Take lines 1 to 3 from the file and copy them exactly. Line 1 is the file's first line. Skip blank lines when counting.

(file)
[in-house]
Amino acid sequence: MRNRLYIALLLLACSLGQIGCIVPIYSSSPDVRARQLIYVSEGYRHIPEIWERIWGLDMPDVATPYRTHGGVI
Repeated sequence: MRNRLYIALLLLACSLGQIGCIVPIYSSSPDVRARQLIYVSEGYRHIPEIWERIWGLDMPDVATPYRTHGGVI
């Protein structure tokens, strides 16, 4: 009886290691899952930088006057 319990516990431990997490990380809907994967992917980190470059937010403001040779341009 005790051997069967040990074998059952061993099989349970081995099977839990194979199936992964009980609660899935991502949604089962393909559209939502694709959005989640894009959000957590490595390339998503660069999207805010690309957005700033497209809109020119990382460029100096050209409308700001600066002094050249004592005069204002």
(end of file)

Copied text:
[in-house]
Amino acid sequence: MRNRLYIALLLLACSLGQIGCIVPIYSSSPDVRARQLIYVSEGYRHIPEIWERIWGLDMPDVATPYRTHGGVI
Repeated sequence: MRNRLYIALLLLACSLGQIGCIVPIYSSSPDVRARQLIYVSEGYRHIPEIWERIWGLDMPDVATPYRTHGGVI